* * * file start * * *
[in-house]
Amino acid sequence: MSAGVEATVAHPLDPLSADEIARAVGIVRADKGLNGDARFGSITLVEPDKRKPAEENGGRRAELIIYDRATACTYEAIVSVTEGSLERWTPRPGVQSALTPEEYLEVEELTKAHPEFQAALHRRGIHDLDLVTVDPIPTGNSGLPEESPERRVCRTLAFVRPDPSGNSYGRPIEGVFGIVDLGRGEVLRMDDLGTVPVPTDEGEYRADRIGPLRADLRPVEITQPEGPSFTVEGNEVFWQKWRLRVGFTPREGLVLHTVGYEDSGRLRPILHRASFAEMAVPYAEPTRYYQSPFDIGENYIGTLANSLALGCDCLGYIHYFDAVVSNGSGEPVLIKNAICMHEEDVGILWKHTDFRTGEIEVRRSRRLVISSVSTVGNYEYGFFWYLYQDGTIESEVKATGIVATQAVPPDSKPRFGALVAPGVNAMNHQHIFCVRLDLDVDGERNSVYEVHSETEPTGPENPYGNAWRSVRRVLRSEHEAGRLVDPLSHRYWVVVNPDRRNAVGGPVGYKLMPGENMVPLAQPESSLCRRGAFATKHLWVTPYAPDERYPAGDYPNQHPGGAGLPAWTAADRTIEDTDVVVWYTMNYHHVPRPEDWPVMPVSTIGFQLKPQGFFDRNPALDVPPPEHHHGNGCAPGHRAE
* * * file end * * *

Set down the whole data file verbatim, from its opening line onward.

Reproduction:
[in-house]
Amino acid sequence: MSAGVEATVAHPLDPLSADEIARAVGIVRADKGLNGDARFGSITLVEPDKRKPAEENGGRRAELIIYDRATACTYEAIVSVTEGSLERWTPRPGVQSALTPEEYLEVEELTKAHPEFQAALHRRGIHDLDLVTVDPIPTGNSGLPEESPERRVCRTLAFVRPDPSGNSYGRPIEGVFGIVDLGRGEVLRMDDLGTVPVPTDEGEYRADRIGPLRADLRPVEITQPEGPSFTVEGNEVFWQKWRLRVGFTPREGLVLHTVGYEDSGRLRPILHRASFAEMAVPYAEPTRYYQSPFDIGENYIGTLANSLALGCDCLGYIHYFDAVVSNGSGEPVLIKNAICMHEEDVGILWKHTDFRTGEIEVRRSRRLVISSVSTVGNYEYGFFWYLYQDGTIESEVKATGIVATQAVPPDSKPRFGALVAPGVNAMNHQHIFCVRLDLDVDGERNSVYEVHSETEPTGPENPYGNAWRSVRRVLRSEHEAGRLVDPLSHRYWVVVNPDRRNAVGGPVGYKLMPGENMVPLAQPESSLCRRGAFATKHLWVTPYAPDERYPAGDYPNQHPGGAGLPAWTAADRTIEDTDVVVWYTMNYHHVPRPEDWPVMPVSTIGFQLKPQGFFDRNPALDVPPPEHHHGNGCAPGHRAE